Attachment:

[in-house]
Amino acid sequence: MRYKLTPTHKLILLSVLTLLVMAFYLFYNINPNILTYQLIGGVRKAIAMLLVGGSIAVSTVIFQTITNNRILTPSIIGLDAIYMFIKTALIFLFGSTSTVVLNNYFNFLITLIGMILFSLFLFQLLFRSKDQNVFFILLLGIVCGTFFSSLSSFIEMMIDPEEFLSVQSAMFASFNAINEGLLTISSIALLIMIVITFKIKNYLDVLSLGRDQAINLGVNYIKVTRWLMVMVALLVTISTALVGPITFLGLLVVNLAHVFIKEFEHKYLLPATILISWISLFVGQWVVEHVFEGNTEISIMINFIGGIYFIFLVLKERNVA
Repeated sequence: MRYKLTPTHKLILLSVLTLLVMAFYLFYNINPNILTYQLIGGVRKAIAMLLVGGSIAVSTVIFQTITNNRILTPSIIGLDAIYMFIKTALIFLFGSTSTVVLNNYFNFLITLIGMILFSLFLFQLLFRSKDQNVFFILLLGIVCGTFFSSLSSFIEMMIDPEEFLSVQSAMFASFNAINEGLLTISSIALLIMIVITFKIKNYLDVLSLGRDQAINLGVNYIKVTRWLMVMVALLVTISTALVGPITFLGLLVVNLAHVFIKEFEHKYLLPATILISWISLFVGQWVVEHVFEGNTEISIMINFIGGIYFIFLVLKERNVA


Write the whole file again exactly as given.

[in-house]
Amino acid sequence: MRYKLTPTHKLILLSVLTLLVMAFYLFYNINPNILTYQLIGGVRKAIAMLLVGGSIAVSTVIFQTITNNRILTPSIIGLDAIYMFIKTALIFLFGSTSTVVLNNYFNFLITLIGMILFSLFLFQLLFRSKDQNVFFILLLGIVCGTFFSSLSSFIEMMIDPEEFLSVQSAMFASFNAINEGLLTISSIALLIMIVITFKIKNYLDVLSLGRDQAINLGVNYIKVTRWLMVMVALLVTISTALVGPITFLGLLVVNLAHVFIKEFEHKYLLPATILISWISLFVGQWVVEHVFEGNTEISIMINFIGGIYFIFLVLKERNVA
Repeated sequence: MRYKLTPTHKLILLSVLTLLVMAFYLFYNINPNILTYQLIGGVRKAIAMLLVGGSIAVSTVIFQTITNNRILTPSIIGLDAIYMFIKTALIFLFGSTSTVVLNNYFNFLITLIGMILFSLFLFQLLFRSKDQNVFFILLLGIVCGTFFSSLSSFIEMMIDPEEFLSVQSAMFASFNAINEGLLTISSIALLIMIVITFKIKNYLDVLSLGRDQAINLGVNYIKVTRWLMVMVALLVTISTALVGPITFLGLLVVNLAHVFIKEFEHKYLLPATILISWISLFVGQWVVEHVFEGNTEISIMINFIGGIYFIFLVLKERNVA